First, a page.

THE waivers recently granted by the Central Bank of Nigeria to four companies to import 262,000 metric tonnes of maize cast a pall over efforts to achieve self-sufficiency in the staple and continue the predilection of the government for policy violations. In a move that caught farmers and the business community unawares, the CBN not only interrupted a subsisting ban on maize imports but also committed to selling foreign exchange at a discounted rate to the four lucky firms who are to enjoy the privilege for three months — August to October. This is wrong-headed.
A purpose-driven policy should not be bent at the first sign of trouble: long-term benefits to the economy should be the guide. The CBN fails to understand that shocks and shortfalls enable countries to adapt, surmount adversity and fashion lasting solutions to problems. The apex bank should critically weigh the fleeting rewards against the ultimate goal of achieving self-sufficiency in maize and other staples.
Blessed with arable land of over 34,000 hectares that support a diversity of food and cash crops, Nigeria should have no business being dependent on food imports. Food imports cost $4.1 billion in 2017, said the National Bureau of Statistics, down from the CBN’s figure of $7.9 billion in 2015. Food security is vital for any country’s development, says the United Nations Committee on Food Security, where “all people, at all times, have physical, social and economic access to sufficient, safe and nutritious food that meets their food preferences and dietary needs for an active and healthy life.” To arrest rising poverty and joblessness, the federal and state governments must therefore invest massively in agriculture.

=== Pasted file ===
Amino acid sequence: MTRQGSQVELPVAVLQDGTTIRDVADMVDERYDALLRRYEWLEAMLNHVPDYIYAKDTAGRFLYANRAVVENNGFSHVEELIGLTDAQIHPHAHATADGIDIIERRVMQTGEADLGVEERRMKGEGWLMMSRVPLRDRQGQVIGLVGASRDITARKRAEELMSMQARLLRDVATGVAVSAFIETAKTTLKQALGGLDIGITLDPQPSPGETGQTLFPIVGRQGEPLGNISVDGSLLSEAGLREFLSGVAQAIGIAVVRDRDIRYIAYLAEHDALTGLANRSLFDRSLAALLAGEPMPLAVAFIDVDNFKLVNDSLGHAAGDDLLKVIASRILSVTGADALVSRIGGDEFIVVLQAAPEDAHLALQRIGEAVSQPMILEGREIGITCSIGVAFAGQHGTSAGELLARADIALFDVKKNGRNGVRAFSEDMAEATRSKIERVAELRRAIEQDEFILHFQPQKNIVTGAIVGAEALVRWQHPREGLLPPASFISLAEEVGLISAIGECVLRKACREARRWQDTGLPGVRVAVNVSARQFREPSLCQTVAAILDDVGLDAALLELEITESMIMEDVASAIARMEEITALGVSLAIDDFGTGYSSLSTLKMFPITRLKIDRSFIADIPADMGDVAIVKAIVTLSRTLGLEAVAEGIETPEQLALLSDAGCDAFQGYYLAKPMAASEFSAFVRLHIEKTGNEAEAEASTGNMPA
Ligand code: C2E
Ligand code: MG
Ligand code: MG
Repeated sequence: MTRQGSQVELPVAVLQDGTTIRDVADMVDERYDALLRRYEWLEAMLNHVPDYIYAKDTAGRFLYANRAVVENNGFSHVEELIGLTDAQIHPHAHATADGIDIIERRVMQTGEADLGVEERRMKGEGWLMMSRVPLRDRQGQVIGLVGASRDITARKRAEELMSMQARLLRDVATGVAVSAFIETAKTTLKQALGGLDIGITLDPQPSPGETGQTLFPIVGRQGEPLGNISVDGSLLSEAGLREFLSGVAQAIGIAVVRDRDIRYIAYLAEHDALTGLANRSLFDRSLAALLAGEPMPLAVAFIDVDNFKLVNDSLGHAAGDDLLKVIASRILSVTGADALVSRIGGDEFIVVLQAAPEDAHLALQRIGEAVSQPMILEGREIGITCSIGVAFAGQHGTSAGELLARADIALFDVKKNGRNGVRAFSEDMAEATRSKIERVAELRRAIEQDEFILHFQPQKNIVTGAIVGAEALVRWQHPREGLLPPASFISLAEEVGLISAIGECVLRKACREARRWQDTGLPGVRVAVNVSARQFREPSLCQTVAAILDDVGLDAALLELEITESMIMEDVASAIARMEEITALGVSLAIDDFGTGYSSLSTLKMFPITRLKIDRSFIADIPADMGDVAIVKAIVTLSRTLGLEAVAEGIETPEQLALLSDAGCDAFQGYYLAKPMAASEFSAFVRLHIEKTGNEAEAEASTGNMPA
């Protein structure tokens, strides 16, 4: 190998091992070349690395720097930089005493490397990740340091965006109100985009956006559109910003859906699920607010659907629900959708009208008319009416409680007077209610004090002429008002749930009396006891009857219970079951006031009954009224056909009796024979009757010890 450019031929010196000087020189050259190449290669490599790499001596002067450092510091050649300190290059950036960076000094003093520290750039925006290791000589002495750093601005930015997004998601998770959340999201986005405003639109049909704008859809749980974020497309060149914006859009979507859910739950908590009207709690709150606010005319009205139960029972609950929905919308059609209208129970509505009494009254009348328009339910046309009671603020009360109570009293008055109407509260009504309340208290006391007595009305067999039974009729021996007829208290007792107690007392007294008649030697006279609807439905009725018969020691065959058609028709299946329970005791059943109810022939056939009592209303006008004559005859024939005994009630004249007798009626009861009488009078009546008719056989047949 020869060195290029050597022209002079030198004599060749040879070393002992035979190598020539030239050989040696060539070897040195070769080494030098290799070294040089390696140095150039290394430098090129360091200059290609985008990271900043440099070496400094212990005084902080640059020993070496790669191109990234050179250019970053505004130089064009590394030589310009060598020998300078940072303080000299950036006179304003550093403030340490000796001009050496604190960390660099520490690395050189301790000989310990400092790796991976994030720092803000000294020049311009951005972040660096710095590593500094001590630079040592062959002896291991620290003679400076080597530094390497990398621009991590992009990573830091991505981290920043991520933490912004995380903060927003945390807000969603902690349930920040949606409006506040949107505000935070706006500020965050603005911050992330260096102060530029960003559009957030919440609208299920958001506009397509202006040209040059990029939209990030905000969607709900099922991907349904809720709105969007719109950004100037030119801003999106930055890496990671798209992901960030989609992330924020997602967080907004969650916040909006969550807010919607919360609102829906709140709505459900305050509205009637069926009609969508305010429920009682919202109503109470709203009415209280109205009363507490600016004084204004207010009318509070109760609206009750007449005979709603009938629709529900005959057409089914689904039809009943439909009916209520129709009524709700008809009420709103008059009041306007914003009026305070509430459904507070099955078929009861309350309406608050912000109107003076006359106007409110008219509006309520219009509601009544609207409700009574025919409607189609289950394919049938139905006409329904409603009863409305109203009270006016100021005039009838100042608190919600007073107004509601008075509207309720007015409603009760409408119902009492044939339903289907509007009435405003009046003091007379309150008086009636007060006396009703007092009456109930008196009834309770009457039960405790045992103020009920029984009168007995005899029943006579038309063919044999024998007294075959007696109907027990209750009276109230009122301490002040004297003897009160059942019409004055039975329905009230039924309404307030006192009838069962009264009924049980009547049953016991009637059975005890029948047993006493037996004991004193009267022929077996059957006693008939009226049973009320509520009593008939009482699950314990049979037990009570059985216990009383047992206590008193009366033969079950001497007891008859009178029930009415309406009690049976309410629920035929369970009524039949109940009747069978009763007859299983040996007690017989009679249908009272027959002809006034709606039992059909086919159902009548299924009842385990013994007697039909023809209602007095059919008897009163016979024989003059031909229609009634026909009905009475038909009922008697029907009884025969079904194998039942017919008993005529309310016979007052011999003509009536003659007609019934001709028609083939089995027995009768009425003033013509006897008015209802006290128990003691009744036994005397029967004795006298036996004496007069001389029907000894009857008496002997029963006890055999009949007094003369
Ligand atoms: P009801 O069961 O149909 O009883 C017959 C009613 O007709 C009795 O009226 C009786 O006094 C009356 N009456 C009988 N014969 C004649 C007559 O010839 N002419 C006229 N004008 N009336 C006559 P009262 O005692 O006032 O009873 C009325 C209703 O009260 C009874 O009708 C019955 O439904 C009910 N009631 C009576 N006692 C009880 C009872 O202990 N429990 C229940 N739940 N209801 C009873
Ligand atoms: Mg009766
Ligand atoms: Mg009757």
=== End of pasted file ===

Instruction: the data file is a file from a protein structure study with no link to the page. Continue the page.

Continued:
The resort to waivers and concessions to import maize is embarrassing and confirms the country’s notoriety for spending prodigiously importing products in which it is richly endowed. Nigeria overtook South Africa as the continent’s largest producer of maize, said the United Nations Food and Agricultural Organisation, harvesting 16 percent of Africa’s 75 million tons in 2018. It was listed at 12th largest global producer in 2018. The CBN had only in July stopped approving forex sales for the import of maize in line with policies to increase local production, stimulate recovery in the wake of the COVID-19 pandemic-induced meltdown, conserve reserves and boost support jobs. Since 2016, the CBN had also imposed direct forex sales on 41 items, while imports of rice, wheat and cassava had been similarly restricted. The President, Major General Muhammadu Buhari (retd.), has also restated his opposition to food imports and ordered the release of 30,000MT of maize from the Strategic Grains Reserve.
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